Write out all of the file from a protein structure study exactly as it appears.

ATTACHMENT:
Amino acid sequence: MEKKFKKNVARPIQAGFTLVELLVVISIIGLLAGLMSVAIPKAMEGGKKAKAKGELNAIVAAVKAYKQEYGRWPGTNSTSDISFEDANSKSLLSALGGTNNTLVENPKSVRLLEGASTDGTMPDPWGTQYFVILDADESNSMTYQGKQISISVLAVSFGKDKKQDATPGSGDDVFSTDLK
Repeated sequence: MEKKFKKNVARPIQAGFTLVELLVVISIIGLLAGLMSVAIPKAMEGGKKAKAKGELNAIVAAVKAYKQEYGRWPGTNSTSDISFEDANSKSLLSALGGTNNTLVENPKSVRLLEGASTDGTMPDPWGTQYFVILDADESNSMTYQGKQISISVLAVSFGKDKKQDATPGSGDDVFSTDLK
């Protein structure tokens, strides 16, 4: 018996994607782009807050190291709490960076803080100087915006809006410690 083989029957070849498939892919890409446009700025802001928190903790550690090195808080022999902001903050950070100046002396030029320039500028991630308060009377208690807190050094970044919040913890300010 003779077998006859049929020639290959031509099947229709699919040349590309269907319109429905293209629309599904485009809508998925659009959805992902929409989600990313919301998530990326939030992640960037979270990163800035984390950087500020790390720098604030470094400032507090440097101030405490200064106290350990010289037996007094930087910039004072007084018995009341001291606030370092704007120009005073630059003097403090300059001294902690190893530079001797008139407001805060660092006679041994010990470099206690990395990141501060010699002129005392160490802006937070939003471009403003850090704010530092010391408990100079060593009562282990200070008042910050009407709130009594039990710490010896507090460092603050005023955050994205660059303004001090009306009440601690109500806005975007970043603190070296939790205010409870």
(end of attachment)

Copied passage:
Amino acid sequence: MEKKFKKNVARPIQAGFTLVELLVVISIIGLLAGLMSVAIPKAMEGGKKAKAKGELNAIVAAVKAYKQEYGRWPGTNSTSDISFEDANSKSLLSALGGTNNTLVENPKSVRLLEGASTDGTMPDPWGTQYFVILDADESNSMTYQGKQISISVLAVSFGKDKKQDATPGSGDDVFSTDLK
Repeated sequence: MEKKFKKNVARPIQAGFTLVELLVVISIIGLLAGLMSVAIPKAMEGGKKAKAKGELNAIVAAVKAYKQEYGRWPGTNSTSDISFEDANSKSLLSALGGTNNTLVENPKSVRLLEGASTDGTMPDPWGTQYFVILDADESNSMTYQGKQISISVLAVSFGKDKKQDATPGSGDDVFSTDLK
């Protein structure tokens, strides 16, 4: 018996994607782009807050190291709490960076803080100087915006809006410690 083989029957070849498939892919890409446009700025802001928190903790550690090195808080022999902001903050950070100046002396030029320039500028991630308060009377208690807190050094970044919040913890300010 003779077998006859049929020639290959031509099947229709699919040349590309269907319109429905293209629309599904485009809508998925659009959805992902929409989600990313919301998530990326939030992640960037979270990163800035984390950087500020790390720098604030470094400032507090440097101030405490200064106290350990010289037996007094930087910039004072007084018995009341001291606030370092704007120009005073630059003097403090300059001294902690190893530079001797008139407001805060660092006679041994010990470099206690990395990141501060010699002129005392160490802006937070939003471009403003850090704010530092010391408990100079060593009562282990200070008042910050009407709130009594039990710490010896507090460092603050005023955050994205660059303004001090009306009440601690109500806005975007970043603190070296939790205010409870």